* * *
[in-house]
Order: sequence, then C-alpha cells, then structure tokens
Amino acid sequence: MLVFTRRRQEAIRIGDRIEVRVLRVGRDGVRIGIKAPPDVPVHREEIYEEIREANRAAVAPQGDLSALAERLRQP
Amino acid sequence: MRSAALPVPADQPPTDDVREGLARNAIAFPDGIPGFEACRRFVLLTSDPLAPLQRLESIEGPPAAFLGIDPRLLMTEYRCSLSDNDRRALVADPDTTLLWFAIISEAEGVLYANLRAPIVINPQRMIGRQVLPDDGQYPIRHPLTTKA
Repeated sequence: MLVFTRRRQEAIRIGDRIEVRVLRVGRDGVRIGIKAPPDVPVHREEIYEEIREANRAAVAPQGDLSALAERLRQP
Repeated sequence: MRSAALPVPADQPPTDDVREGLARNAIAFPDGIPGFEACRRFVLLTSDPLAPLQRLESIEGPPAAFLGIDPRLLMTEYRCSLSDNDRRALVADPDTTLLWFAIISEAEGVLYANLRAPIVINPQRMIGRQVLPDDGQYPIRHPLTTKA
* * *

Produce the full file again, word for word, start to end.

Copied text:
[in-house]
Order: sequence, then C-alpha cells, then structure tokens
Amino acid sequence: MLVFTRRRQEAIRIGDRIEVRVLRVGRDGVRIGIKAPPDVPVHREEIYEEIREANRAAVAPQGDLSALAERLRQP
Amino acid sequence: MRSAALPVPADQPPTDDVREGLARNAIAFPDGIPGFEACRRFVLLTSDPLAPLQRLESIEGPPAAFLGIDPRLLMTEYRCSLSDNDRRALVADPDTTLLWFAIISEAEGVLYANLRAPIVINPQRMIGRQVLPDDGQYPIRHPLTTKA
Repeated sequence: MLVFTRRRQEAIRIGDRIEVRVLRVGRDGVRIGIKAPPDVPVHREEIYEEIREANRAAVAPQGDLSALAERLRQP
Repeated sequence: MRSAALPVPADQPPTDDVREGLARNAIAFPDGIPGFEACRRFVLLTSDPLAPLQRLESIEGPPAAFLGIDPRLLMTEYRCSLSDNDRRALVADPDTTLLWFAIISEAEGVLYANLRAPIVINPQRMIGRQVLPDDGQYPIRHPLTTKA